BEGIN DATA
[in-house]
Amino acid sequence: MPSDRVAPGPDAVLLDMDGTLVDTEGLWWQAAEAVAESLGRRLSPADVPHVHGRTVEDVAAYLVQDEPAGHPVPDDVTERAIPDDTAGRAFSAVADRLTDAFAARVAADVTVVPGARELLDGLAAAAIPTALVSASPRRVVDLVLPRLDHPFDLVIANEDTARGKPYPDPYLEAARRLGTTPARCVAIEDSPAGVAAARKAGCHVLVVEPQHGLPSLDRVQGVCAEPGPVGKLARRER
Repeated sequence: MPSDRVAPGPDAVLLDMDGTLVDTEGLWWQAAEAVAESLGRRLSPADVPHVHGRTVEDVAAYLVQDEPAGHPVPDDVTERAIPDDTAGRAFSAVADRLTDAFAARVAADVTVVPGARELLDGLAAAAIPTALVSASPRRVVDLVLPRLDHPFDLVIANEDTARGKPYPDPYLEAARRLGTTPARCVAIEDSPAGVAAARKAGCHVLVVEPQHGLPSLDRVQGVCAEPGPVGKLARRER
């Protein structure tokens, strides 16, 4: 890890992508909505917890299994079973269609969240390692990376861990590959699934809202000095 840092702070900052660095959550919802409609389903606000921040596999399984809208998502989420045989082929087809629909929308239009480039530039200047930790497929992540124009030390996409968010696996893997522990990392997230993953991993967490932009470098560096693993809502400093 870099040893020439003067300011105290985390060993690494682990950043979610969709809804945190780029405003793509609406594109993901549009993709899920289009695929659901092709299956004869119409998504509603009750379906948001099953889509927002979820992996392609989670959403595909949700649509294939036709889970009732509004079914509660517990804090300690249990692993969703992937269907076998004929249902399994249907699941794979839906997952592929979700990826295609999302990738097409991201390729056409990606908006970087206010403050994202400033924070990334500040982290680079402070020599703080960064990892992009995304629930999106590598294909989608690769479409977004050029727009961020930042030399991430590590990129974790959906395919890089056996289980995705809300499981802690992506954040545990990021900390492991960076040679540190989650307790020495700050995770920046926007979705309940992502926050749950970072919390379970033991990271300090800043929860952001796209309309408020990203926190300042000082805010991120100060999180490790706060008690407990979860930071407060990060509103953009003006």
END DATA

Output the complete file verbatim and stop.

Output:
[in-house]
Amino acid sequence: MPSDRVAPGPDAVLLDMDGTLVDTEGLWWQAAEAVAESLGRRLSPADVPHVHGRTVEDVAAYLVQDEPAGHPVPDDVTERAIPDDTAGRAFSAVADRLTDAFAARVAADVTVVPGARELLDGLAAAAIPTALVSASPRRVVDLVLPRLDHPFDLVIANEDTARGKPYPDPYLEAARRLGTTPARCVAIEDSPAGVAAARKAGCHVLVVEPQHGLPSLDRVQGVCAEPGPVGKLARRER
Repeated sequence: MPSDRVAPGPDAVLLDMDGTLVDTEGLWWQAAEAVAESLGRRLSPADVPHVHGRTVEDVAAYLVQDEPAGHPVPDDVTERAIPDDTAGRAFSAVADRLTDAFAARVAADVTVVPGARELLDGLAAAAIPTALVSASPRRVVDLVLPRLDHPFDLVIANEDTARGKPYPDPYLEAARRLGTTPARCVAIEDSPAGVAAARKAGCHVLVVEPQHGLPSLDRVQGVCAEPGPVGKLARRER
């Protein structure tokens, strides 16, 4: 890890992508909505917890299994079973269609969240390692990376861990590959699934809202000095 840092702070900052660095959550919802409609389903606000921040596999399984809208998502989420045989082929087809629909929308239009480039530039200047930790497929992540124009030390996409968010696996893997522990990392997230993953991993967490932009470098560096693993809502400093 870099040893020439003067300011105290985390060993690494682990950043979610969709809804945190780029405003793509609406594109993901549009993709899920289009695929659901092709299956004869119409998504509603009750379906948001099953889509927002979820992996392609989670959403595909949700649509294939036709889970009732509004079914509660517990804090300690249990692993969703992937269907076998004929249902399994249907699941794979839906997952592929979700990826295609999302990738097409991201390729056409990606908006970087206010403050994202400033924070990334500040982290680079402070020599703080960064990892992009995304629930999106590598294909989608690769479409977004050029727009961020930042030399991430590590990129974790959906395919890089056996289980995705809300499981802690992506954040545990990021900390492991960076040679540190989650307790020495700050995770920046926007979705309940992502926050749950970072919390379970033991990271300090800043929860952001796209309309408020990203926190300042000082805010991120100060999180490790706060008690407990979860930071407060990060509103953009003006």